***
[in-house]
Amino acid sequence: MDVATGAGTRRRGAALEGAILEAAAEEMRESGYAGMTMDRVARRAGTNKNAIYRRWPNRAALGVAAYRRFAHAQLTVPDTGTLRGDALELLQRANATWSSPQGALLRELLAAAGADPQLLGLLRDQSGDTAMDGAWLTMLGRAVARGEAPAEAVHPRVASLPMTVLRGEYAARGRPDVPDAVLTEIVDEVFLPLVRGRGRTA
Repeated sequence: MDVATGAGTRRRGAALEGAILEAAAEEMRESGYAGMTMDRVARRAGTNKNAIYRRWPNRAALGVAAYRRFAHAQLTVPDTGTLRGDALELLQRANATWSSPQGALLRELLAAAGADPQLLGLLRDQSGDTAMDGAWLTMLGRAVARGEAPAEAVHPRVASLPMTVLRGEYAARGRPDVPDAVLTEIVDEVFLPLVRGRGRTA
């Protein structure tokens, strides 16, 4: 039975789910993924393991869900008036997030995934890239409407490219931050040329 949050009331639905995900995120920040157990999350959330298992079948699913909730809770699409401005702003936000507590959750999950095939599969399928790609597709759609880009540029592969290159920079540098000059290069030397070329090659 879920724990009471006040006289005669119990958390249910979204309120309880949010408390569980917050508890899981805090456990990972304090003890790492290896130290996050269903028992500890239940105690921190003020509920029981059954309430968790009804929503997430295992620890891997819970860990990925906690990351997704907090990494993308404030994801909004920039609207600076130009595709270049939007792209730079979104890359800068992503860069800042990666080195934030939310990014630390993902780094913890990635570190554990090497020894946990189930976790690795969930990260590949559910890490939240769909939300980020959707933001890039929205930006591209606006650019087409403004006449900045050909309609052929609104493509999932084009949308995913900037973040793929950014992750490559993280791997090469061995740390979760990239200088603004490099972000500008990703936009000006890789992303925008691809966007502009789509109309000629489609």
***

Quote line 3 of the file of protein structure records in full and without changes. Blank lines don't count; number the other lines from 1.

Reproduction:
Repeated sequence: MDVATGAGTRRRGAALEGAILEAAAEEMRESGYAGMTMDRVARRAGTNKNAIYRRWPNRAALGVAAYRRFAHAQLTVPDTGTLRGDALELLQRANATWSSPQGALLRELLAAAGADPQLLGLLRDQSGDTAMDGAWLTMLGRAVARGEAPAEAVHPRVASLPMTVLRGEYAARGRPDVPDAVLTEIVDEVFLPLVRGRGRTA